Book review: Han Kang’s The White Book is a novel of extraordinary stylistic purity

The White Book, Kang’s eagerly anticipated new novel, marks yet another change in direction for the award-winning writer

The White Book by Han Kang. Courtesy Portobello Books
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When The Vegetarian – the first of her novels to be translated into English – was published last year, the Korean novelist Han Kang found herself on a path to international literary celebrity of the like not often associated with translated fiction.

The unsettling story about a previously dutiful housewife’s passive descent into a more “plant-like” existence was an immediate success with English-language readers, both Han and her excellent translator Deborah Smith’s fame solidified when the novel won the Man Booker International Prize.

Han's next novel, Human Acts, moved from the arena of individual insurrection to collective rebellion, leaving behind the more abstract fictional world of The Vegetarian for the historical specificity of the horrors of the Gwangju Uprising of May 1980, a bloodbath in which the South Korean army massacred those protesting Chun Doo-hwan's government. Now, The White Book, Han's eagerly anticipated new novel, changes direction again, offering readers something different in terms of content and structure.

Her publishers are billing it as a novel, and it can certainly be read as such. It is narrated by an unnamed woman, who moves to a European city – one that was "obliterated" by the Germans during the Second World War, the immediate aftermath of which she watches footage of: "Above the white glow of the stone ruins were blackened flecks as far as the eye could see, showing where the fire had touched." She finds herself haunted by the story of her older sister, born two months premature, and who lived for less than two hours:

“It was early winter, the first frost of the year. My 22-year-old mother crawled into the kitchen and boiled some water to sterilise a pair of scissors. Fumbling in her sewing box, she found some white cloth that would do for a newborn’s gown.

“Gripped by contractions and terribly afraid, tears started down as she plied her needle. She finished the tiny gown, found a thin quilt to use as swaddling bands, and gritted her teeth as the pain returned, quicker and more intense
each time.”

White is for both life and death – whether a city reduced to ashes or a newborn gown that becomes a burial shroud for a baby "with a face as white as a crescent-moon rice cake". What follows is not a narrative in the traditional sense of the term, but instead a series of chapters – the longest of which extends to two or three pages, the shortest only a few lines. Each is a miniature work of art in its own right, sometimes linked to what has come before – "'White as a moon-shaped rice cake' never made much sense," the narrator explains in the chapter following that in which she describes her sister's birth and death, "until, at 6, I was old enough to help out with making the rice cakes for Chuseok, forming the dough into small crescent moons. Before being steamed, those bright white shapes of rice dough are a thing so lovely they do not seem of this world" – sometimes seemingly unconnected, bar the narrator's overarching intention:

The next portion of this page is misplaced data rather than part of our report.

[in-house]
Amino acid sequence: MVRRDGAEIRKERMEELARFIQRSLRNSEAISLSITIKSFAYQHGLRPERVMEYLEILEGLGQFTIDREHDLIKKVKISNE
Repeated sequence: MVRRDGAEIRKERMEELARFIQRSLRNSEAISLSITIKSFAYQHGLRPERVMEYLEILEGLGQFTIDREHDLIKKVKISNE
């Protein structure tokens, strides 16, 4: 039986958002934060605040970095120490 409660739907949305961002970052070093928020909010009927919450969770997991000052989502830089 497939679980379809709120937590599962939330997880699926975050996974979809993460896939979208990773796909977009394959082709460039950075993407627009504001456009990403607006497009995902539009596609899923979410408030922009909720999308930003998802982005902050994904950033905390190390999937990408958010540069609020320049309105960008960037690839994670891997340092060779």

“Now I will give you white things.

“What is white, though may yet be sullied;

“Only white things will I give you.”

Before reading The White Book, I wondered whether it would be akin to Maggie Nelson's Bluets, the American non-fiction writer's book of "propositions" (a term that evokes Wittgenstein's Remarks on Colour) on the colour blue – a story of grief and love written in 240 fragments that many would describe as prose poems. The same description could be used for Han's work – indeed, in a recent interview in The White Review, she described the book as "difficult to classify, a kind of essay-cum-prose poem."

However, if we compare the two, where Nelson's work comes across as meanderingly meditative, myriad shades of blue reflected in her multi-faceted ruminations, so too there is a correlation between Han's prose and the shade in question: there is a crispness to her pieces evocative of the stark luminescence of white:

“If I sift those words through myself, sentences will shiver out, like the strange, sad shriek the bow draws from a metal string. Could I let myself hide between these sentences, veiled with white gauze?”

This is a book you want to underline and highlight every other line or word as you read, yet every time I went to make my mark, my pencil hovered over the margins – deep as drifts of pillow-soft snow – as I remained reticent to taint the perfect whiteness in front of me. The White Book is a shimmering, evocative work. Smith's peerless translation captures every last tiny nuance, the resultant prose so beautiful and affecting that it stops you in your tracks.


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